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As previously mentioned, be sure that the molds are free of moisture before pouring the lead.

After the lead in the mold has cooled, take the mold apart by removing the 1x4's. Turn the mold upside-down and strike the bottom with a rubber mallet to free the weights. You'll notice that the inner portions of the molds are burnt... this is normal but I wouldn’t recommend using a given mold more than 4 times. Put the mold back together and start the process, again.

You'll notice that the inner portions of the molds are burnt... this is normal but I wouldn’t recommend using a given mold more than 4 times.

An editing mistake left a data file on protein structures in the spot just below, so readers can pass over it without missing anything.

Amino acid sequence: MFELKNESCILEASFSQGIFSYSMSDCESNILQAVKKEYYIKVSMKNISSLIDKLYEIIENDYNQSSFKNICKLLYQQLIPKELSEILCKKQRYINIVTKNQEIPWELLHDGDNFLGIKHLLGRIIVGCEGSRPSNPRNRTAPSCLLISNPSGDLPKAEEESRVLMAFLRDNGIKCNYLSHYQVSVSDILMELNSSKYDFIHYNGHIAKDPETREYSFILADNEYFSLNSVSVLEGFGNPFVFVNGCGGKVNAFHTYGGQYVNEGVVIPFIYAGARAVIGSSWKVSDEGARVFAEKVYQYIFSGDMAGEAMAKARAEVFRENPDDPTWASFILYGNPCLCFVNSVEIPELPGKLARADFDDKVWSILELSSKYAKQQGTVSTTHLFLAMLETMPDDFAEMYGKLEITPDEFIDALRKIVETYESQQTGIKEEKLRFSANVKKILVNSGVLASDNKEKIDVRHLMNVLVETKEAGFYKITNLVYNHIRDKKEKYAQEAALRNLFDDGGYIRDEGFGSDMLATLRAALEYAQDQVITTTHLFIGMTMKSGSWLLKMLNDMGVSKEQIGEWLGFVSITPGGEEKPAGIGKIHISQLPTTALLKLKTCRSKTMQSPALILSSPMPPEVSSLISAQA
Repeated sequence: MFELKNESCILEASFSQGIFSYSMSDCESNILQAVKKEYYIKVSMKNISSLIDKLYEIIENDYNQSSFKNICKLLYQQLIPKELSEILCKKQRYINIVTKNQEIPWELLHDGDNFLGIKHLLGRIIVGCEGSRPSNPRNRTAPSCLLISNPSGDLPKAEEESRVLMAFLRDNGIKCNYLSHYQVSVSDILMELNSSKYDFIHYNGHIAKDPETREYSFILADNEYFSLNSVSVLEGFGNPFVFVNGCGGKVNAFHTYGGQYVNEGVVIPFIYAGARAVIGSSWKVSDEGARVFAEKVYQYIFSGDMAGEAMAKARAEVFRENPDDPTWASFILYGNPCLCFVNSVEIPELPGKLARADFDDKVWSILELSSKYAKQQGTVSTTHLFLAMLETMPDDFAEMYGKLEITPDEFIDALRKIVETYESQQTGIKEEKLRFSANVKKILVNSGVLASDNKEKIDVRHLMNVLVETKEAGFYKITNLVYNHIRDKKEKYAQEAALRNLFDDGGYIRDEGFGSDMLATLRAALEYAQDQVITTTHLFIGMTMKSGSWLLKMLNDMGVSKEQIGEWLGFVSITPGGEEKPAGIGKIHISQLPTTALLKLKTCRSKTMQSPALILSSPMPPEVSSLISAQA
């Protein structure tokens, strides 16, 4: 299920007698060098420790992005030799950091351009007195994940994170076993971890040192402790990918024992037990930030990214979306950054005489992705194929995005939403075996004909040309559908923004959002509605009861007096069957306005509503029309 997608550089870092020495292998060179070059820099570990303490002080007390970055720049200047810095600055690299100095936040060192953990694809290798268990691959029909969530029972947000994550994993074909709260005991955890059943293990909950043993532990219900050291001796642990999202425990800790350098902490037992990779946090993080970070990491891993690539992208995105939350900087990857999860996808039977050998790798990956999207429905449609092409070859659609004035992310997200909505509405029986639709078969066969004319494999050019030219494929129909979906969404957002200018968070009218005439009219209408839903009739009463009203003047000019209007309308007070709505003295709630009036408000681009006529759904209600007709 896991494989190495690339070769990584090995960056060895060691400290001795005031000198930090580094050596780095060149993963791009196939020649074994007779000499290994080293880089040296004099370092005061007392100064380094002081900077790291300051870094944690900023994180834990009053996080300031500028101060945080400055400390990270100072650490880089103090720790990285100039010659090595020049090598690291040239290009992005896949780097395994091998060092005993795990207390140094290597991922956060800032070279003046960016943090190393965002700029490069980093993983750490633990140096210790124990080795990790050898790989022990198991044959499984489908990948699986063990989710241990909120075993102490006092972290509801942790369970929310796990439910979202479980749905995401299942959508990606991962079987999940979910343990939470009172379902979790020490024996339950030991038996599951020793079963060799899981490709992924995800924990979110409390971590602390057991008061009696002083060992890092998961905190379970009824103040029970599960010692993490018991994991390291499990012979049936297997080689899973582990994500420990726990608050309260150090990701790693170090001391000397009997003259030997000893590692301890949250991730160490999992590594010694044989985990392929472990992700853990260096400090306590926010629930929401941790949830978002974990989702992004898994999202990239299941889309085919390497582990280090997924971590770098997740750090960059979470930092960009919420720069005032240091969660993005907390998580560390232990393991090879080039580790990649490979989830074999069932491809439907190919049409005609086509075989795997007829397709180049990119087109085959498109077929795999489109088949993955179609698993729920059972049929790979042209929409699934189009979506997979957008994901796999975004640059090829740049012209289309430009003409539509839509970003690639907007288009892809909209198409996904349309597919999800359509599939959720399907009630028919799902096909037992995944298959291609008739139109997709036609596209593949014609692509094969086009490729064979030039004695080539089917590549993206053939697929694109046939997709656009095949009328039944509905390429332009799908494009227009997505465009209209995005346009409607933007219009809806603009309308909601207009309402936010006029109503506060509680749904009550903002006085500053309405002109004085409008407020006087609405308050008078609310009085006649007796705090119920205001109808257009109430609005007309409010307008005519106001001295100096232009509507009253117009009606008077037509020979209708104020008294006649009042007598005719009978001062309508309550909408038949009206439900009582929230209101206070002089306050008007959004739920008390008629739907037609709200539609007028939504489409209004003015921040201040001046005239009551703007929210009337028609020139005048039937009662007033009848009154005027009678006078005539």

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Repeat until you have the number of weights you require.

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Repeat until you have the number of weights you require.

FINISHING

When all the weights have been molded, they need to be smoothed down with a file or rasp. Even out the bottoms and round over the edges. You can spend a lot of time smoothing down the weights, but it won’t make them any more effective. In fact, a rougher surface is easier to handle when drawing.

You can spend a lot of time smoothing down the weights, but it won’t make them any more effective. In fact, a rougher surface is easier to handle when drawing.